Under an 1839 law, it is illegal to knock on someone’s door and walk away. That includes ringing a doorbell without excuse.
According to Section 12 of the Licensing Act 1872 “every person found drunk in any highway or other public place, whether a building or not, or on any licensed premises” could face a £200 fine.
Section 54 of the Metropolitan Police Act 1839 makes it an offence to “roll or carry any cask, tub, hoop, or wheel, or any ladder, plank, pole, showboard, or placard, upon any footway, except for the purpose of loading or unloading any cart or carriage, or of crossing the footway”.
According to Section 32 of the Salmon Act 1986 it is illegal “to handle a salmon in suspicious circumstances”.
Residents on a new development in Beverley, East Yorkshire, are subject to a “restrictive covenant” which bans them from hanging out the washing or airing clothes outside.
The Metropolitan Police Act 1839 makes it an offence to “fly any kite or play at any game to the annoyance of the inhabitants or passengers […] in any street”.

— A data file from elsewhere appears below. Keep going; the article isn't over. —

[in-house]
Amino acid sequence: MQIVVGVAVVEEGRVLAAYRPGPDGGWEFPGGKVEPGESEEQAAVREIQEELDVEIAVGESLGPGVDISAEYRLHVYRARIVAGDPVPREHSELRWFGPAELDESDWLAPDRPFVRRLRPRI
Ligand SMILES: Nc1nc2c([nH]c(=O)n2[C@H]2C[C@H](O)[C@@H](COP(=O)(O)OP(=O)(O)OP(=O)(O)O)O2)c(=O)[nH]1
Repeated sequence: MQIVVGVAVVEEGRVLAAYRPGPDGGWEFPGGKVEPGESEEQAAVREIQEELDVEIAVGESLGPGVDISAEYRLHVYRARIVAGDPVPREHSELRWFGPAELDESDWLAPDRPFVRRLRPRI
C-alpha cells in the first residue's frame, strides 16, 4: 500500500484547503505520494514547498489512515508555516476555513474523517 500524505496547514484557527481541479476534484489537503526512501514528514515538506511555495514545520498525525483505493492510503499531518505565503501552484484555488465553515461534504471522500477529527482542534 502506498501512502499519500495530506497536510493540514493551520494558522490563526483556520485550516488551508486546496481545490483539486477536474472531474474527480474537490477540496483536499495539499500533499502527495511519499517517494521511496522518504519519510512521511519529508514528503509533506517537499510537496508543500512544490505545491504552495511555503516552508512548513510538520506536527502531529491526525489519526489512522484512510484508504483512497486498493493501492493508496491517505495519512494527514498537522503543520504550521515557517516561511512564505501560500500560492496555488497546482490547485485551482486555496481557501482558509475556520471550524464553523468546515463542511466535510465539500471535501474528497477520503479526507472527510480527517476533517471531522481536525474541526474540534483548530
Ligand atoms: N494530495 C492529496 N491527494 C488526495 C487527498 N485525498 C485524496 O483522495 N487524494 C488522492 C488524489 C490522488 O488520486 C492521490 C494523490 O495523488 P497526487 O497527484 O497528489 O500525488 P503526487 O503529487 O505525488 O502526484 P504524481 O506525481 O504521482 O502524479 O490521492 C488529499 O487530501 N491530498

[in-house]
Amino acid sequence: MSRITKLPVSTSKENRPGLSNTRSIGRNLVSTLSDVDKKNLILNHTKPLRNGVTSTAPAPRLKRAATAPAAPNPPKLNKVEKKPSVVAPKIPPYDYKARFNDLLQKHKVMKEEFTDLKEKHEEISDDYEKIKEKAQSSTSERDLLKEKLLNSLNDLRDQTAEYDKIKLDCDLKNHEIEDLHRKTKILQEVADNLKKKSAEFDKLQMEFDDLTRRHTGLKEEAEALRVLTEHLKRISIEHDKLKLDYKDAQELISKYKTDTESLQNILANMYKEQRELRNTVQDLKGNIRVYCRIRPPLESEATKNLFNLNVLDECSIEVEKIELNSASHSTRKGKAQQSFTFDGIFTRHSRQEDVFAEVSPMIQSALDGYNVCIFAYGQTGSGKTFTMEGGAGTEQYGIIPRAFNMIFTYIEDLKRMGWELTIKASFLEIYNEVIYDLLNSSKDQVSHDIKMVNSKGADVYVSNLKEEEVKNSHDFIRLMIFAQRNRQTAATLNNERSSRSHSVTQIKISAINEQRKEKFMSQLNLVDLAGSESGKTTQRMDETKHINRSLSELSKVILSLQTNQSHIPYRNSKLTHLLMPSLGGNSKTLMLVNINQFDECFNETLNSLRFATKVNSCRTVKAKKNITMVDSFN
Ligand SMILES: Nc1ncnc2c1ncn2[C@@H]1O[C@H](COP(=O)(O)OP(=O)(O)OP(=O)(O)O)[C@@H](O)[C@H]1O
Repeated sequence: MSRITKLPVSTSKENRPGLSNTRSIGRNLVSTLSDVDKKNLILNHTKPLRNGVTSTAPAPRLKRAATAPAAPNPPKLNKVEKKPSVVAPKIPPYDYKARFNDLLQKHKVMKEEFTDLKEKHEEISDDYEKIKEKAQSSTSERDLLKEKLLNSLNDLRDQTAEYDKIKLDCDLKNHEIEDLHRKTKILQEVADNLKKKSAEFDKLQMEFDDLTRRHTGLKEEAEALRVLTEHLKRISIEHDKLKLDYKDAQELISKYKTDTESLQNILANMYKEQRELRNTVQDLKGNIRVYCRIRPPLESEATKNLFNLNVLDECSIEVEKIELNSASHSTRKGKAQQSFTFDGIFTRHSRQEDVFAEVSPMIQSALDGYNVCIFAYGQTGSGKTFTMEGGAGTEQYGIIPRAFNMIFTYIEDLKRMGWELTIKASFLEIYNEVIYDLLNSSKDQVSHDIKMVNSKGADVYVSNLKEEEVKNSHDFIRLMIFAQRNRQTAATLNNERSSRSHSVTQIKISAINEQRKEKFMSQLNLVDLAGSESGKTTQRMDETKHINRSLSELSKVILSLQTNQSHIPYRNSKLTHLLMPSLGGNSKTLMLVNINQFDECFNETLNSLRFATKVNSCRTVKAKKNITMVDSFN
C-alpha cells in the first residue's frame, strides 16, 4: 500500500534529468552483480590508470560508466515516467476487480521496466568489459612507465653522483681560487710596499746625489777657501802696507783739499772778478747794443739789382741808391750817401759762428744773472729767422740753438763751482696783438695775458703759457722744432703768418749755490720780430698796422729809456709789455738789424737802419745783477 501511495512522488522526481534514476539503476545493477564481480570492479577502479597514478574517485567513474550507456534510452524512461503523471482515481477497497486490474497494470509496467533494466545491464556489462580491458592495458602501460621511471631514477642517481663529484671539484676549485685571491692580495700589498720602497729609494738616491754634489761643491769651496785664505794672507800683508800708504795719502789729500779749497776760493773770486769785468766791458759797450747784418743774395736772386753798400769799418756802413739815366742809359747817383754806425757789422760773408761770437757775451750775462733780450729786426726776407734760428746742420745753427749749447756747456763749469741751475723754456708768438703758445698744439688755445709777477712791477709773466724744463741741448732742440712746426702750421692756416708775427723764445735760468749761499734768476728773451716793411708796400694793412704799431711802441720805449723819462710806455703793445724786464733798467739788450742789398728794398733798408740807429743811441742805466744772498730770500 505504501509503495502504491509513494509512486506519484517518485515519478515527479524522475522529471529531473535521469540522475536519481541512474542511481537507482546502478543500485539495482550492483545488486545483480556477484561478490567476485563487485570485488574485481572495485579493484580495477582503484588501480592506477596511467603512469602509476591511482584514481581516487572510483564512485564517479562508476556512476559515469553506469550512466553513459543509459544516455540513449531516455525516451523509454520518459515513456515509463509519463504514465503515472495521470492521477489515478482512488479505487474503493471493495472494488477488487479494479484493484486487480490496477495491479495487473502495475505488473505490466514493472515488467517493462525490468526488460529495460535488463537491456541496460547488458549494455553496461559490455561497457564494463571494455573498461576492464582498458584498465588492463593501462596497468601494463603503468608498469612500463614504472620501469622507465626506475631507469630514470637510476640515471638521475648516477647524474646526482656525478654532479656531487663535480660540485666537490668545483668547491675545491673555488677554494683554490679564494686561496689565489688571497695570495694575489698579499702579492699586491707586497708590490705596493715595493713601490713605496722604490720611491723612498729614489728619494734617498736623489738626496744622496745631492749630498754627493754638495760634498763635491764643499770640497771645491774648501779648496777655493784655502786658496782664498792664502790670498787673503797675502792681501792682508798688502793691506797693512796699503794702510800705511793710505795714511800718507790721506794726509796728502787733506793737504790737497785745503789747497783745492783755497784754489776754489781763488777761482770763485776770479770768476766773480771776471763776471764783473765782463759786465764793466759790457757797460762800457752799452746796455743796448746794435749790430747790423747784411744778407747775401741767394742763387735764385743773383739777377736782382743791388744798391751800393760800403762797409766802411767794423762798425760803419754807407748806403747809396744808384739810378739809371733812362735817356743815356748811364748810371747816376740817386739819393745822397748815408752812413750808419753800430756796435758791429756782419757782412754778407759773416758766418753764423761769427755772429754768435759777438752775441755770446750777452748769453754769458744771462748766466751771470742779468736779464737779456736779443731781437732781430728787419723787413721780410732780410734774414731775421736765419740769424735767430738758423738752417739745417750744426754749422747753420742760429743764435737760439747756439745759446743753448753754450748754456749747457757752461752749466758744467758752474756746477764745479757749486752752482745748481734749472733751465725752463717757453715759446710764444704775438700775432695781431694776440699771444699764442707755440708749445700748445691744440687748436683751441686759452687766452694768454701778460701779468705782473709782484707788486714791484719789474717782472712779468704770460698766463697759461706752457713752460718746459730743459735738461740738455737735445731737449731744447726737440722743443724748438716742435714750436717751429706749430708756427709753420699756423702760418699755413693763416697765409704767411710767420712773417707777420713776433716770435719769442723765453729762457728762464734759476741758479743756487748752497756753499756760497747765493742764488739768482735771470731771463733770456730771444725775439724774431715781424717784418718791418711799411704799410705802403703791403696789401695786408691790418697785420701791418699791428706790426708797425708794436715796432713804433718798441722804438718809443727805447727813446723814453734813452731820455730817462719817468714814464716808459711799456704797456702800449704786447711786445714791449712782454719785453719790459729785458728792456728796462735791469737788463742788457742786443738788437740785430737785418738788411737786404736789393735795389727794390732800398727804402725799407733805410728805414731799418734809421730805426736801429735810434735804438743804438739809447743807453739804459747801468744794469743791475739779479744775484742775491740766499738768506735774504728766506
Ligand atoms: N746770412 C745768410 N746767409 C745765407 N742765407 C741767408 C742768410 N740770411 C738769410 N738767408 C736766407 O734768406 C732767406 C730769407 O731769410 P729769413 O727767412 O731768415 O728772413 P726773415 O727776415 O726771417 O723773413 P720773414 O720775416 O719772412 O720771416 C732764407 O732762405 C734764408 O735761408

Daventry Council, Northamptonshire, has a fine of up to £100 for dog walkers caught without a poop bag.
Section 60 of the Metropolitan Police Act 1839 makes it an offence to beat a doormat in the street after 8am. Beating your carpet at any time of day could mean a £500 fine.
All beached whales and sturgeons must be offered to the Reigning Monarch.
No person shall, in the course of a business, import into England, potatoes which he knows, or has reasonable cause to suspect, are from Poland